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If I Make A Program In C Without Including Windows.h Header File Will It Run On Linux. I Am Making It In Code Blocks On Windows.

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Thanks To All It Really Helped Me –  Dapu Jun 8 '11 at 8:24
    
Also Can You Tell Me If i include Windows.h Will That Program Run On Windows 7 Or There Is Some Other Way To Make Windows 7 Programs –  Dapu Jun 8 '11 at 8:25

4 Answers 4

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No, they use completely different executable formats. You will need to compile a separate executable for each platform. If you stick to standard C it should compile for either though.

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Good point, though not actually necessarily true in the presence of Wine –  sehe Jun 8 '11 at 8:19
    
That's true.[5more] –  Ed S. Jun 8 '11 at 8:20

If you only use the Standard C Library you'll be fine. if you go including io.h and conio.h and other junk like that, then you won't be fine.

Obviously I am assuming you are not expecting a windows PE to run on linux (without WINE) or a linux ELF to run on windows (you have to recompile like @sehe suggests).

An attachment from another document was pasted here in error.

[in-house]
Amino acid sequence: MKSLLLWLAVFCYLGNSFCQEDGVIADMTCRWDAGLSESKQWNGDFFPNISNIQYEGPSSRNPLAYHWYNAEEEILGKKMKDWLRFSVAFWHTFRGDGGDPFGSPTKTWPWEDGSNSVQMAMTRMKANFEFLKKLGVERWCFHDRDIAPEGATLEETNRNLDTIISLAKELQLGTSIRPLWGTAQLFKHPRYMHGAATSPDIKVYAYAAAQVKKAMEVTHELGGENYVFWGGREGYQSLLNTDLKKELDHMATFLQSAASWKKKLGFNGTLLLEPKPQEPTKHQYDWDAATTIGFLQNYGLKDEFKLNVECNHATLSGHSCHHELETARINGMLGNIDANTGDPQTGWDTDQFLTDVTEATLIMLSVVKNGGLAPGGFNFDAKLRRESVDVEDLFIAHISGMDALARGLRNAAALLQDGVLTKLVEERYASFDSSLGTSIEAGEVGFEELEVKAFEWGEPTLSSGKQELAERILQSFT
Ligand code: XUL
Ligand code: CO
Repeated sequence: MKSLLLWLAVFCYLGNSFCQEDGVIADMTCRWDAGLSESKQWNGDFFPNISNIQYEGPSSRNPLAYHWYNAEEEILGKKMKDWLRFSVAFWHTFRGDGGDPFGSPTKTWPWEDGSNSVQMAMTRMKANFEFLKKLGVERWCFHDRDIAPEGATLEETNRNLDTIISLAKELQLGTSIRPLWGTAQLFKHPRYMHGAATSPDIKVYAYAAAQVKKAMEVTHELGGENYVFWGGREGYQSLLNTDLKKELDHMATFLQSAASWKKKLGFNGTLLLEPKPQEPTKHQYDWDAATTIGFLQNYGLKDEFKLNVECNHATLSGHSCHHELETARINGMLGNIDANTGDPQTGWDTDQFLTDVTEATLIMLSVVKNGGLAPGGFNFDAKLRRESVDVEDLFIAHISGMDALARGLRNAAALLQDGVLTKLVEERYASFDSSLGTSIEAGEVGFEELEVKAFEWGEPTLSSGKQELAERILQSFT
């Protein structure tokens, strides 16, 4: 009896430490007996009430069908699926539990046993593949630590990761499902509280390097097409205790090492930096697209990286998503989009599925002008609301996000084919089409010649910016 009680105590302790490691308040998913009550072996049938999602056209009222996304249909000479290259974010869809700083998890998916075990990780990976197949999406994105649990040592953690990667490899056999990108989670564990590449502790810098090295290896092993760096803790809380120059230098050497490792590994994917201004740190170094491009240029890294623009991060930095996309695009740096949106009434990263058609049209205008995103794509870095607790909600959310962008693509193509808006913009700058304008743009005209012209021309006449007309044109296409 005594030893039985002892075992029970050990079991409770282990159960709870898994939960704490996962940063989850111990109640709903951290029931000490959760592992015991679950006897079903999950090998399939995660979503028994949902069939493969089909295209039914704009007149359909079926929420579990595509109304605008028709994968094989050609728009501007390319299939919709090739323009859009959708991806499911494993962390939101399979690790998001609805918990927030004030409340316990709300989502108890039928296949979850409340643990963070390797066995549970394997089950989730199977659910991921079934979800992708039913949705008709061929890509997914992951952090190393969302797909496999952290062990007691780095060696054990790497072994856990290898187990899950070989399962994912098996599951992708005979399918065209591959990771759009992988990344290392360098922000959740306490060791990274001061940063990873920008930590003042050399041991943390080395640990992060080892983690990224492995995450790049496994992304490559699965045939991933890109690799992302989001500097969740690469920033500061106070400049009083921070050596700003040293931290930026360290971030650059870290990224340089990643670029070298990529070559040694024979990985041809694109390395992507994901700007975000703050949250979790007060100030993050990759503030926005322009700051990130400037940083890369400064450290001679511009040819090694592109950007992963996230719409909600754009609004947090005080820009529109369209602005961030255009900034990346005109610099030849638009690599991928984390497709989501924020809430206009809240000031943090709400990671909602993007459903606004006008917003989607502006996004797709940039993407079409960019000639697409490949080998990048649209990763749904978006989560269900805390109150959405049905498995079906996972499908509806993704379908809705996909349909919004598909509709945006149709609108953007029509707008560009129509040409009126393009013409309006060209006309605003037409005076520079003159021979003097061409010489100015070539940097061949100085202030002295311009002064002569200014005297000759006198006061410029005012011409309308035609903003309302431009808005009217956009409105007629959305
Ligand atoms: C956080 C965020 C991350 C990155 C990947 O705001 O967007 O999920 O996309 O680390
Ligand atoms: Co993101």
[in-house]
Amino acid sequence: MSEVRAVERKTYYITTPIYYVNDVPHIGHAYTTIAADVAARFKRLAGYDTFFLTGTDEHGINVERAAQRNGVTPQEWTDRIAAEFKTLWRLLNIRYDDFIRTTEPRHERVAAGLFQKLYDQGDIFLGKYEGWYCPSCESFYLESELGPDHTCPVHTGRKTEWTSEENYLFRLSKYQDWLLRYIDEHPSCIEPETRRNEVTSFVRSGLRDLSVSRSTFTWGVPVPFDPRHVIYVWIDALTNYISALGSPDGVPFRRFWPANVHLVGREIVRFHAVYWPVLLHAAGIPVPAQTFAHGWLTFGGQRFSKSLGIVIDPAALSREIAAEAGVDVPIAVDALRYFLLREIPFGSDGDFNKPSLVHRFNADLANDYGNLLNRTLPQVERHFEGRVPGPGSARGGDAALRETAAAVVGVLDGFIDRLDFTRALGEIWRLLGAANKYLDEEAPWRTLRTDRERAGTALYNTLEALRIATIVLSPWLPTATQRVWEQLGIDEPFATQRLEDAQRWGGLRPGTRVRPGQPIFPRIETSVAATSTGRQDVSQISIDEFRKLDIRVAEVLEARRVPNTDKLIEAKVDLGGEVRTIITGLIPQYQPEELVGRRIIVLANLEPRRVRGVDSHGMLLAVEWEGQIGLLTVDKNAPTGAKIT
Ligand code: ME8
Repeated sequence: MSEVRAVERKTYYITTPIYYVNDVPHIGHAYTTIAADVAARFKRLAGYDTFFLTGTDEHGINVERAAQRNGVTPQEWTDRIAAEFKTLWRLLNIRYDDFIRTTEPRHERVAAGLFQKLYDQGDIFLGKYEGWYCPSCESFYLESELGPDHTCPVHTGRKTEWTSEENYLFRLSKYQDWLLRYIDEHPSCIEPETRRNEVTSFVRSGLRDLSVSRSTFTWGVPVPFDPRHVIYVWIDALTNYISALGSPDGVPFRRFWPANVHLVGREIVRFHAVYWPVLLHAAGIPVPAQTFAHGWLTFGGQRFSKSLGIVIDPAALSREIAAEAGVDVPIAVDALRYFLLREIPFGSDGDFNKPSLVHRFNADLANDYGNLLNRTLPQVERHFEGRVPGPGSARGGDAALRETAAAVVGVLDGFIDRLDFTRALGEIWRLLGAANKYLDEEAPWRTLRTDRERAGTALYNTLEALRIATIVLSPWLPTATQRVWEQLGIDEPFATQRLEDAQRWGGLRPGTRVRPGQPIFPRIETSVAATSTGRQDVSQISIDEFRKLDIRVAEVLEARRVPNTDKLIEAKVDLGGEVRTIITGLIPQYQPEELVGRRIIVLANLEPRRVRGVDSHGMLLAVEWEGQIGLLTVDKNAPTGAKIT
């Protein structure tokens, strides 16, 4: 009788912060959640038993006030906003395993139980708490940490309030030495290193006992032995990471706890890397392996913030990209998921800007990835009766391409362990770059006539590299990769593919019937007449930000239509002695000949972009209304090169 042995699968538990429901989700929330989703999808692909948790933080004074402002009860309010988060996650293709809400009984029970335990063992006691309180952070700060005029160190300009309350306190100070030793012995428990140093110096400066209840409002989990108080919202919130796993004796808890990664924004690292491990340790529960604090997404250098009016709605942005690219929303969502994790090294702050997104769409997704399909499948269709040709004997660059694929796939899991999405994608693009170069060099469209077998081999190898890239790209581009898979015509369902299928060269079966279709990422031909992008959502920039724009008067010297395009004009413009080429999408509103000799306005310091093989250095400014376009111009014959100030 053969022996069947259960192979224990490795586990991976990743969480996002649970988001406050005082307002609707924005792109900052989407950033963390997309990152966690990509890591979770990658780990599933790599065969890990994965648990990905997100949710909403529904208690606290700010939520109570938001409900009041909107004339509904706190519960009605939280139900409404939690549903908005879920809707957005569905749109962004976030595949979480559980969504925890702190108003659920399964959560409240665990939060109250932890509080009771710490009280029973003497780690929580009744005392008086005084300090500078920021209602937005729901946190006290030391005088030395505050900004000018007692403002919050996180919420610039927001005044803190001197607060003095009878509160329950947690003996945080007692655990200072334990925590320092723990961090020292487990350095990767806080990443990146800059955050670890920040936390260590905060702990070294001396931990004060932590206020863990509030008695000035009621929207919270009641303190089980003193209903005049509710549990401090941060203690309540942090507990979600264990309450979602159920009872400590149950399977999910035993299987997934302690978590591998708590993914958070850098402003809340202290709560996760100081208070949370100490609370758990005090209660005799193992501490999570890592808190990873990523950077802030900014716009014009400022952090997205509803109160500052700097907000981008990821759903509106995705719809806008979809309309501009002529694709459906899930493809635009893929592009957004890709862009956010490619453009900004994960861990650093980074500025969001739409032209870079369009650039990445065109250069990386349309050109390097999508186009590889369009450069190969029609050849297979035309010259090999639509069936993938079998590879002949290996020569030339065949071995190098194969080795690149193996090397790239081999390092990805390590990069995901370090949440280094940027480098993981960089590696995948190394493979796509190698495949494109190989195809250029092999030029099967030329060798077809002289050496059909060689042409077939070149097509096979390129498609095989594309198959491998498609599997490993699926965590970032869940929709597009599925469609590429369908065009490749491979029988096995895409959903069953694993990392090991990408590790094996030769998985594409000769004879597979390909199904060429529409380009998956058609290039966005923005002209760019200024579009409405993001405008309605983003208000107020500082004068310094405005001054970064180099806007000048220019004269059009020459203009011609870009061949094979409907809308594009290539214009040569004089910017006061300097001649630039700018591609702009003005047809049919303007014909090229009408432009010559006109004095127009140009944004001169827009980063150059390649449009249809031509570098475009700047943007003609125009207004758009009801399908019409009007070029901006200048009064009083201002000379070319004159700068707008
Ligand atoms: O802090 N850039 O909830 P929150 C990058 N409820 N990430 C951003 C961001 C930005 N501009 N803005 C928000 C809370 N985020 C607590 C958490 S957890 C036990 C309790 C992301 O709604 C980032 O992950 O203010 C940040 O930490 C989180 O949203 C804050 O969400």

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And you need to recompile. I suggest compiling on linux, using winegcc or mingw32. On debian, these are trivial to install –  sehe Jun 8 '11 at 8:19
    
thank you sehe! –  Dapu Jun 8 '11 at 8:30

Yes, it will unless you do some non-Linux specific (Windows or Mac) calls..which are unlikely, since you are not including <windows.h>.

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Can You Also Suggest Me Any Tutorial On Socket Programming And Resource Other Than Winsock And Windows Resource Thing.. Thank You !! –  Dapu Jun 8 '11 at 8:19
    
That's a new question. You may want to ask it separately. Also, why are you Capitalising Every Word? It's difficult to read. –  The Communist Duck Jun 8 '11 at 8:24
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@Dapu: man socket is a good starting point and points at the sample client and server C programs in man getaddrinfo; this will work on windows as well, normally, as it uses POSIX stuff only –  sehe Jun 8 '11 at 8:24

Technically speaking, it won't "run" on both Windows and Linux, but so long as you stick to the standard library, it'll compile on just about any platform.

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